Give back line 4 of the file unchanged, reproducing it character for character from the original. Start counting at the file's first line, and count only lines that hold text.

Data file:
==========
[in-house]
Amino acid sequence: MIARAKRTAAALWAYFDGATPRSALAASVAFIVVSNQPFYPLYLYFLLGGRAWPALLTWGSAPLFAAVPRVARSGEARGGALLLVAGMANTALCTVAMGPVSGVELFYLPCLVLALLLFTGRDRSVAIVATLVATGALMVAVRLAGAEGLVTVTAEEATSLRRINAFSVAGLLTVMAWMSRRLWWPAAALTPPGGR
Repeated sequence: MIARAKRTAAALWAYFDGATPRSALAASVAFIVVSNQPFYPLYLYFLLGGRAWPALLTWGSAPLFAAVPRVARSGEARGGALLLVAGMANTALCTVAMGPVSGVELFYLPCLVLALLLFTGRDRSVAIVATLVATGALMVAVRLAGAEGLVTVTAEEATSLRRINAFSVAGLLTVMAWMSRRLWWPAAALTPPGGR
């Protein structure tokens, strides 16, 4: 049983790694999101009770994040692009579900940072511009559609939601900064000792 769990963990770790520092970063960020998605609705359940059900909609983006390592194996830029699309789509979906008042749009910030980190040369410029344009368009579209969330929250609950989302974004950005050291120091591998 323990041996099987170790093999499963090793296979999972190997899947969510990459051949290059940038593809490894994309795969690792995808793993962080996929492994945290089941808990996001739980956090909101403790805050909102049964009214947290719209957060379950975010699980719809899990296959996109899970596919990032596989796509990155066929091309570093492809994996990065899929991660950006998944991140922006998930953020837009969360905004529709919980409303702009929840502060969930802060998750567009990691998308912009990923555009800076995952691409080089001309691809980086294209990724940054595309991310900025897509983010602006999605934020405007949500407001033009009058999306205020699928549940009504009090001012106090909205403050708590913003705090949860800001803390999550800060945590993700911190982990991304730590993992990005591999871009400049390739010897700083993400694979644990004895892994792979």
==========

């Protein structure tokens, strides 16, 4: 049983790694999101009770994040692009579900940072511009559609939601900064000792 769990963990770790520092970063960020998605609705359940059900909609983006390592194996830029699309789509979906008042749009910030980190040369410029344009368009579209969330929250609950989302974004950005050291120091591998 323990041996099987170790093999499963090793296979999972190997899947969510990459051949290059940038593809490894994309795969690792995808793993962080996929492994945290089941808990996001739980956090909101403790805050909102049964009214947290719209957060379950975010699980719809899990296959996109899970596919990032596989796509990155066929091309570093492809994996990065899929991660950006998944991140922006998930953020837009969360905004529709919980409303702009929840502060969930802060998750567009990691998308912009990923555009800076995952691409080089001309691809980086294209990724940054595309991310900025897509983010602006999605934020405007949500407001033009009058999306205020699928549940009504009090001012106090909205403050708590913003705090949860800001803390999550800060945590993700911190982990991304730590993992990005591999871009400049390739010897700083993400694979644990004895892994792979």